Bard Composix Hernia Mesh Lawsuit Filed Over Intraabdominal Abscess Injury

C.R. Bard faces a new product liability lawsuit over problems with Composix hernia mesh, which a woman alleges caused her to suffer a large intraabdominal abscess and severe abdominal pain. 

The complaint (PDF) was filed last week in the U.S. District Court for the Middle District of Florida by Judith Woodbury, who received a Bard Composix Mesh in December 1998 for hernia repair.

As a result of hernia mesh complications allegedly caused by the product, Woodbury indicates that she was hospitalized due to a large intraabdominal abscess in October 2014, after the mesh perforated her small intestines. She required surgery to remove the mesh, and a large section of her small intestine was resected.

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Hernia Mesh Lawsuits

Cases reviewed for problems with several types of hernia repair products.

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Bard has previously faced similar lawsuits over Kugel Composix mesh, agreeing to pay to settle about 3,000 cases brought on behalf of individuals who filed complaints.

This new case comes as a number of different hernia repair products implanted in more recent years have been linked to high rates of problems and complications.

Over the past year, a growing number of Atrium C-Qur mesh lawsuits have been filed in courts nationwide, each involving allegations that the manufacturer failed to investigate or review complaints involving hernia failures and infections that may be caused by design problems. Pronounced “Secure”, Atrium C-Qur mesh was approved by the FDA on March 2006, for use in hernia repair, chest wall reconstruction and to repair traumatic or surgical wounds. In October 2012, the FDA issued a warning letter to Atrium, citing the company for failing to respond to complaints about the C-QUR mesh and other products.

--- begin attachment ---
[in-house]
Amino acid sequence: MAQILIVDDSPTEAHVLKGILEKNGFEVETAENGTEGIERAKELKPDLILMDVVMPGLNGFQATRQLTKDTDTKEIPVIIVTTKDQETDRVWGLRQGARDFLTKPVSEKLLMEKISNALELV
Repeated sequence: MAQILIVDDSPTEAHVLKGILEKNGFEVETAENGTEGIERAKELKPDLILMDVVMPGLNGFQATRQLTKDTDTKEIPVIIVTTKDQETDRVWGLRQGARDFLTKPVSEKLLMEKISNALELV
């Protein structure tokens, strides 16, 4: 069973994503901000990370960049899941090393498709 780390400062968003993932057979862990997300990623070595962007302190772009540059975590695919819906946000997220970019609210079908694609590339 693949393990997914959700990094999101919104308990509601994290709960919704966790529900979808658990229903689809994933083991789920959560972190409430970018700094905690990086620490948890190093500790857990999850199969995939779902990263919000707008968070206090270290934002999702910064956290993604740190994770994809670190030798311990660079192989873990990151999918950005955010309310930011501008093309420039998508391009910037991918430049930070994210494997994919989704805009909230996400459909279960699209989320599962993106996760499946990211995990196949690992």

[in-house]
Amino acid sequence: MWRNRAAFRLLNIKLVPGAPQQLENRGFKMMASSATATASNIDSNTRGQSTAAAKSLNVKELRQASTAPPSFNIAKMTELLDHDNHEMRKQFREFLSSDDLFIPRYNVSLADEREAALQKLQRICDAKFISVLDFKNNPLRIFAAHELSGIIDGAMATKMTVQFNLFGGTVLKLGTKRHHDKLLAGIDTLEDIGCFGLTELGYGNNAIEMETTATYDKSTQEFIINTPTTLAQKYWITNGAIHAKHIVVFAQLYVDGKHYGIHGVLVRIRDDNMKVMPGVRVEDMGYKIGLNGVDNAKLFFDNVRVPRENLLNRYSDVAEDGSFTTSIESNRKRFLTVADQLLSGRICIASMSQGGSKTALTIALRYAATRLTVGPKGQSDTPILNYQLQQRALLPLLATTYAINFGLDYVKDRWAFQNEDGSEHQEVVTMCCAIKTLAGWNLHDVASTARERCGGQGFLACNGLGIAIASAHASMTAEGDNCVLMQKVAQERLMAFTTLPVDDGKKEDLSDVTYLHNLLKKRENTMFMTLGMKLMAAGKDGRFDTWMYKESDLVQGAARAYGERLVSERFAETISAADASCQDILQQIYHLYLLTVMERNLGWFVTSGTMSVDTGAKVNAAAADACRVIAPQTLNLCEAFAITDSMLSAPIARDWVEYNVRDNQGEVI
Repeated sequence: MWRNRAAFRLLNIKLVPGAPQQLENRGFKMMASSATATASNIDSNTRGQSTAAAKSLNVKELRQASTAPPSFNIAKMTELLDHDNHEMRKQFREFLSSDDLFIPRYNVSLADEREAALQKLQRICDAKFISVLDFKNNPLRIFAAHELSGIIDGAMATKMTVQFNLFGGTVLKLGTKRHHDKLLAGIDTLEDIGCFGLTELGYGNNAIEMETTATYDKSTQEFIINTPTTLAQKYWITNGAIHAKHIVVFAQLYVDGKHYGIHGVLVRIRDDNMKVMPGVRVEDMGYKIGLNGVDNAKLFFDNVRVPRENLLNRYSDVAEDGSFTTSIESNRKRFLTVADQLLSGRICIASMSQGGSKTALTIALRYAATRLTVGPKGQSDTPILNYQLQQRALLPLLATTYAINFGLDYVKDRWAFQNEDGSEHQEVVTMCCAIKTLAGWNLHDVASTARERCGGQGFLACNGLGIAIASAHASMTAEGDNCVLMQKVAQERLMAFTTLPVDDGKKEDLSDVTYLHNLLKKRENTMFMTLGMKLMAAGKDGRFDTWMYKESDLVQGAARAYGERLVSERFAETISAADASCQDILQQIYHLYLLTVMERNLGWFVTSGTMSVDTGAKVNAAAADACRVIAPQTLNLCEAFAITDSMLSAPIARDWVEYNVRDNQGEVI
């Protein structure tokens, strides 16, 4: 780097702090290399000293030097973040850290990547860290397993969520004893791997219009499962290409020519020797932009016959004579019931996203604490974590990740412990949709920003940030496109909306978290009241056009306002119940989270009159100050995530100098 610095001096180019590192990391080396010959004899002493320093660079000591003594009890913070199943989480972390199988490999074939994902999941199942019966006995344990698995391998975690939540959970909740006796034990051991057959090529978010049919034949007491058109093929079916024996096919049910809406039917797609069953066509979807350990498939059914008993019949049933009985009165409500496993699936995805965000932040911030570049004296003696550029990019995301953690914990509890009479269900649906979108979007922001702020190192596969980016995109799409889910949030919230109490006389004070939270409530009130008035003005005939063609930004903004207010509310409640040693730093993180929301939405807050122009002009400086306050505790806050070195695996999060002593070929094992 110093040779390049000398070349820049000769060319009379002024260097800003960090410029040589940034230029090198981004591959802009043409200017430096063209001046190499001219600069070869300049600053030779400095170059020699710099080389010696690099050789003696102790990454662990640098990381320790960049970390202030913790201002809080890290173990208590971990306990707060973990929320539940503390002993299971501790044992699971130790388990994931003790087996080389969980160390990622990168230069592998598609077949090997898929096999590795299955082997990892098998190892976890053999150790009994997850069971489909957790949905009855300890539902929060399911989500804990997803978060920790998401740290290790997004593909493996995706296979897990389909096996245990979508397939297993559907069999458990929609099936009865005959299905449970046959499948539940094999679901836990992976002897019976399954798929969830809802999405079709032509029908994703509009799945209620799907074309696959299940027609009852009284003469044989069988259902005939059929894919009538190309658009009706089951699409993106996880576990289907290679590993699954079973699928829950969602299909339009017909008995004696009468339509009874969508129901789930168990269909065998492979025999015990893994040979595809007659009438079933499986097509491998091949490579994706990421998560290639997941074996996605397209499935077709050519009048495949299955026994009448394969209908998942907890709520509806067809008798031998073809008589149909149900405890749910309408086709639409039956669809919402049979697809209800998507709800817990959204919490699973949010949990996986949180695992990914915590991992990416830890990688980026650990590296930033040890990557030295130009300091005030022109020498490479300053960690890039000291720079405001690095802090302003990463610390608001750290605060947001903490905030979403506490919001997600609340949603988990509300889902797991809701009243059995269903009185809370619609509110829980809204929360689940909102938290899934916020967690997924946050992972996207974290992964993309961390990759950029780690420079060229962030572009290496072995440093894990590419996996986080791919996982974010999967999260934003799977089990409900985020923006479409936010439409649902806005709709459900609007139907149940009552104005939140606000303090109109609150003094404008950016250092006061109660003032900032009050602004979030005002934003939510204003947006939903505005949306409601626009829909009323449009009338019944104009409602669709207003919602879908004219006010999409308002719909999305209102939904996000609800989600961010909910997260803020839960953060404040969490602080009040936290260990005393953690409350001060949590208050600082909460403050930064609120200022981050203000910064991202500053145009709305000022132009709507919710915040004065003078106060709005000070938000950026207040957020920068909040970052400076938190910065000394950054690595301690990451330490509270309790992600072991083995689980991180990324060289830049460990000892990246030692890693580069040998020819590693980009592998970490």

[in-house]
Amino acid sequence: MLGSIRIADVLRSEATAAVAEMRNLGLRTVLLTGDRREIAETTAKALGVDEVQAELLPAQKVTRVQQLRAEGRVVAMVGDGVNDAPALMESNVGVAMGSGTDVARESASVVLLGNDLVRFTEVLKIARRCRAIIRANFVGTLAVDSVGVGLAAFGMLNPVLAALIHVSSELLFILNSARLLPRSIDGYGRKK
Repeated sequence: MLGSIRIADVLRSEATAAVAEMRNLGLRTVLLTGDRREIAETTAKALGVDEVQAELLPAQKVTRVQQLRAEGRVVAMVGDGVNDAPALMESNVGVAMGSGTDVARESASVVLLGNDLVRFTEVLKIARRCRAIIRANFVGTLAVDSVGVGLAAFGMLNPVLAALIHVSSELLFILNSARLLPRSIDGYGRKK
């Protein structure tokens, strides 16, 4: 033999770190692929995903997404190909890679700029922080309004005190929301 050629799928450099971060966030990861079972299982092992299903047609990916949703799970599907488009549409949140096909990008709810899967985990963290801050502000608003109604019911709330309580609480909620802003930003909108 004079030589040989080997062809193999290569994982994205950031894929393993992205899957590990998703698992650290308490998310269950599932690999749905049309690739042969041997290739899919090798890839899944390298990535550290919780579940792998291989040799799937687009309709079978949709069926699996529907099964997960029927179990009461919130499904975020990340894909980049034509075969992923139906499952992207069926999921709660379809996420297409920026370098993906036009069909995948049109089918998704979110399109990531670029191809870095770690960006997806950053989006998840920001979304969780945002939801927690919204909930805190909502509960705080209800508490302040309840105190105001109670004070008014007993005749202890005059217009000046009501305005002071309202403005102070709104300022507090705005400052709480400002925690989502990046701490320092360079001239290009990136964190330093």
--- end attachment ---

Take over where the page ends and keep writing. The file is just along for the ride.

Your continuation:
More recently, an Ethicon Physiomesh recall was issued earlier this year in several countries after foreign registries uncovered a high number of complications among individuals who received the hernia repair product. While the action was classified as a “market withdrawal” in the United States, Johnson & Johnson’s Ethicon subsidiary has indicated that it has no intentions of returning the product to the market, after it was unable to identify the cause of the complications.

A number of individuals who had the hernia mesh implanted in their body are now pursuing an Ethicon Physiomesh lawsuit, alleging that severe and painful complications may have been avoided if the manufacturer had adequately tested and researched the product. Several of the complaints suggest that the problems may stem from the use of materials that are not inert and that react to human tissues, causing infections and increasing the risk that the hernia mesh migrates from the implant site to other parts of the body. Claims also indicate the mesh fails to perform and can abrade human tissue.

Woodbury presents claims against C.R. Bard for negligence, design defect, manufacturing defect, failure to warn, and breach of warranty over problems with the Composix hernia mesh, seeking both compensatory and punitive damages.


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